I was a little disheartened when this month’s Can It Up was announced as cherries. I missed May’s because I just never got around to it. I had been looking forward to this month’s and hoping it would be something like peaches that I like to play around with. Cherries are outside of my comfort zone-and normally outside of my price point.
Then one of my friends came up from New York and pronounced that she wanted to learn how to can (though Mid has pointed out that ‘learn how to can’ seems to always translate into me canning and other people watching. I’m actually okay with that). I told her that I’m fine canning whatever people want, assuming they provide materials.
One of the materials that was provided was a bag of frozen black cherries. And there you go.
I thought about what to do when we were driving back from Wegman’s- and came up with thinning out the cherries with some frozen peaches left over from a couple of batches of firestarter and a batch of peach pie jam that went weird and caramel-y. Seriously, I have never burned a canning batch until Sunday, but I suppose first time for everything and all that. Anyway, cherries and peaches went into the bowl-and then a shot of Fireball because I wanted something that would scent the preserves but not be overpoweringly spicy.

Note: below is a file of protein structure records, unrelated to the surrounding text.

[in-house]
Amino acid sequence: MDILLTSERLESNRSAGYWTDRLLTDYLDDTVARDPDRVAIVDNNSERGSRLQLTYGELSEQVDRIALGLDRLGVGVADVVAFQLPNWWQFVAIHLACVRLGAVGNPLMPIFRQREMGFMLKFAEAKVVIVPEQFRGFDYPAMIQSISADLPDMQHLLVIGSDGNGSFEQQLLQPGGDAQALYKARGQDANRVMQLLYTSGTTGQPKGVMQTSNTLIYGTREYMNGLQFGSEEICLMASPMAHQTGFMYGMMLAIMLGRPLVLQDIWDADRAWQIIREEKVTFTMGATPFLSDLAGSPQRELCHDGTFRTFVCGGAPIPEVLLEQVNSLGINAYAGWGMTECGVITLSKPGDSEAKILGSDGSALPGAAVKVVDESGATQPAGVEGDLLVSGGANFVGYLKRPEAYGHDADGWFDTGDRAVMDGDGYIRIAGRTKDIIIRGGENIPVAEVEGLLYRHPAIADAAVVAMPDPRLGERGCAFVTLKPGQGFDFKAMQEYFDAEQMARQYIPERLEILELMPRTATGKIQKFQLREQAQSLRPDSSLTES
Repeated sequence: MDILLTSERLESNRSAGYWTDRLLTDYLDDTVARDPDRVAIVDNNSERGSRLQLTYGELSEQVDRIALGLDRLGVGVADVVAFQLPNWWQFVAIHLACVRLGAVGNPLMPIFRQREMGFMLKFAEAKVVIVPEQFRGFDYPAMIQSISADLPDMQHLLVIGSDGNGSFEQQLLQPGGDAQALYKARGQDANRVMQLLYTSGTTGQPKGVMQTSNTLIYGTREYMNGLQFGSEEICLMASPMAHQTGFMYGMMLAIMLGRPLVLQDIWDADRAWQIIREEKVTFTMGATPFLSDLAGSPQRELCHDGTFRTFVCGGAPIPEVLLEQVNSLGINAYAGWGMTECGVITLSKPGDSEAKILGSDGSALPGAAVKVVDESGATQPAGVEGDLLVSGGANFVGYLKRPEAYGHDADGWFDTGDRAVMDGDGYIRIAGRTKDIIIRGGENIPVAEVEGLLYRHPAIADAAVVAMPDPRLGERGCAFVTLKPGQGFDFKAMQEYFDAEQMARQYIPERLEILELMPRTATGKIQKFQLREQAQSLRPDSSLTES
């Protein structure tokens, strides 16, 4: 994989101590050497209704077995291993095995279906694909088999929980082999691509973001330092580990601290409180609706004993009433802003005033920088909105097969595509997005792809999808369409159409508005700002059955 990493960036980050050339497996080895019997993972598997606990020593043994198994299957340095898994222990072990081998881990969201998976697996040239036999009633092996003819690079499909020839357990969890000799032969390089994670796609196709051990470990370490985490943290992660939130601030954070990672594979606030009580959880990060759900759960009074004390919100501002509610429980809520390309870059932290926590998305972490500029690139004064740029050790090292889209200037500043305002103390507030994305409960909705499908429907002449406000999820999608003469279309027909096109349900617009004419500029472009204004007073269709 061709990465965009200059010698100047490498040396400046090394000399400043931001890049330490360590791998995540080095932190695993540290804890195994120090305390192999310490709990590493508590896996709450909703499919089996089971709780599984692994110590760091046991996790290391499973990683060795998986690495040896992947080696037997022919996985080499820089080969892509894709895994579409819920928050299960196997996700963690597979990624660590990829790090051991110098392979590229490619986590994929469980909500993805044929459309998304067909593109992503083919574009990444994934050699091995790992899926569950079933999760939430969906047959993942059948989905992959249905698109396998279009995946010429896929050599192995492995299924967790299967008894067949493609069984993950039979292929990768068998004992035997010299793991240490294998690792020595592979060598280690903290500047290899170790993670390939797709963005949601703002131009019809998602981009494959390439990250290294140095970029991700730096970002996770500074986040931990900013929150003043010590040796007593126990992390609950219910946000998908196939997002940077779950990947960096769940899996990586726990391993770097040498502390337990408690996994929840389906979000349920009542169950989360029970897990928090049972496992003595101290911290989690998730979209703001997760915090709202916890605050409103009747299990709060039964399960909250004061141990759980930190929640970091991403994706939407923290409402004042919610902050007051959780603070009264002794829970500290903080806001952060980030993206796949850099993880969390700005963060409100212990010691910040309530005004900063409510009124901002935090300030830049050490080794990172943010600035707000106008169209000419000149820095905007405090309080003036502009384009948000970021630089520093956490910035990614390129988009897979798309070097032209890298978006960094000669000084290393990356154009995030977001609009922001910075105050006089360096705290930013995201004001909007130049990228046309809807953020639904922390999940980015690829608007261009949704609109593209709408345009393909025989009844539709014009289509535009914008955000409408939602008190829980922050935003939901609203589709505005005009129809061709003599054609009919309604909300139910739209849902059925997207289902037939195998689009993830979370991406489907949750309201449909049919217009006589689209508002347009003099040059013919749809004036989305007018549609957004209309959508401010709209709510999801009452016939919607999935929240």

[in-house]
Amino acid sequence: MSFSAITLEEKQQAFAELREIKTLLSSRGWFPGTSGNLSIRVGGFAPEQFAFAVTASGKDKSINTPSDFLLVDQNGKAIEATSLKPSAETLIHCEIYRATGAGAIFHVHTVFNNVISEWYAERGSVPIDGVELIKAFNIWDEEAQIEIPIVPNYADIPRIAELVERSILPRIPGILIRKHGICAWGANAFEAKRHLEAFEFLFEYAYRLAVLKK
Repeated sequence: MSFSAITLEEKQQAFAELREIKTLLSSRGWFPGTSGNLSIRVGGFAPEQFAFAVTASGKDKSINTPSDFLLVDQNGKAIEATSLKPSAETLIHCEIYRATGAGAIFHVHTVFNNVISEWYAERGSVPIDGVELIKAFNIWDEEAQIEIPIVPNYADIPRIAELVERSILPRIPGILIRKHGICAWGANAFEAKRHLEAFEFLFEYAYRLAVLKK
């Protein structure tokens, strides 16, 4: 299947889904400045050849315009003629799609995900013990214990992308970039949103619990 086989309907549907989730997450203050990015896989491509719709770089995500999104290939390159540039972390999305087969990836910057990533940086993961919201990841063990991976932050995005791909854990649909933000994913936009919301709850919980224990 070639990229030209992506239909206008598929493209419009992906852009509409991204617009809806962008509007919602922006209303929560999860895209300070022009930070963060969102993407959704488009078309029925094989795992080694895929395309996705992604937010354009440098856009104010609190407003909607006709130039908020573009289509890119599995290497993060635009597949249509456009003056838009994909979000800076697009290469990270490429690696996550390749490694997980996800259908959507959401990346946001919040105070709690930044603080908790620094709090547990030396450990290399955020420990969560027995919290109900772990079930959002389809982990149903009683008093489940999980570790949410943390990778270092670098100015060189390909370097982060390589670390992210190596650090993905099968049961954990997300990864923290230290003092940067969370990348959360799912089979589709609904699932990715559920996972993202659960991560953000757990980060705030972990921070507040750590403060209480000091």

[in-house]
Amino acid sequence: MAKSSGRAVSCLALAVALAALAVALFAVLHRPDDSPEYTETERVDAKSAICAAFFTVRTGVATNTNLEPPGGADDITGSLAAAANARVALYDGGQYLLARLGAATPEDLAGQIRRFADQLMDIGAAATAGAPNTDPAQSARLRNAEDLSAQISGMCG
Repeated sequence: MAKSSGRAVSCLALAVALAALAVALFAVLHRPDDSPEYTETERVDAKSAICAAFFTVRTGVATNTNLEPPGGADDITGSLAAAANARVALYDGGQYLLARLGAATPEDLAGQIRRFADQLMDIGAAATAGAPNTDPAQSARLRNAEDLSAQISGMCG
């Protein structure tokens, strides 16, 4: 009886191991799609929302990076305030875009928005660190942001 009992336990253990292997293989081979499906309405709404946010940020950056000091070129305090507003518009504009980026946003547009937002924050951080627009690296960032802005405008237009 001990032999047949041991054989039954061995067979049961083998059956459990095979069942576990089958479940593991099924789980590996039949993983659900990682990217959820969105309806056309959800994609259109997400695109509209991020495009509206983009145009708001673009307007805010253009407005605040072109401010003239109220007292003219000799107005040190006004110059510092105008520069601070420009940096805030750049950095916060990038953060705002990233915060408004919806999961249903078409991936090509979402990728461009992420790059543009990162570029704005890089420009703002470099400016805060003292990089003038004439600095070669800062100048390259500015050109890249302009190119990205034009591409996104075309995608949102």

I’m all about the warm spice this season.
The day ended up amounting to firestarter, the infamous pie batch, blackstrap mixed berries, and these preserves.
I left these fairly soft set (at least, I hope so) because I wanted something that can go over desserts or mixed into yogurt.
Spiked Cherry Peach Preserves
1 cup frozen sliced peaches
3 cups frozen pitted black cherries
2 cups sugar
1 shot medium to dark colored alcohol-I used cinnamon whiskey (the same from last winter’s oranges), but use an alcohol that tastes good to you. If you want to leave it out, use a shot glass’s worth of orange juice.
Prep your canning supplies while the fruit, alcohol, and all the sugar sit in a glass bowl. Once the fruit starts to release its juice, add to a large saucepan.
Bring to a boil, and make sure to watch and stir frequently, allow to simmer for at least 20 minutes. At this point it may or may not still by quite syrup. Simmer, lowering the heat slightly every five to ten minutes to prevent scorching, until the juices run off the back of a spoon in a thick, slow sheet and not thin, fast, separate drops.
Once the preserves have cooked down, mash with a potato masher and allow to come back to a simmer. When you have achieved desired thickness fill jars with a 1/4 inch headspace and process for 10 minutes.
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Please, stop by this week’s Inspired Weekends!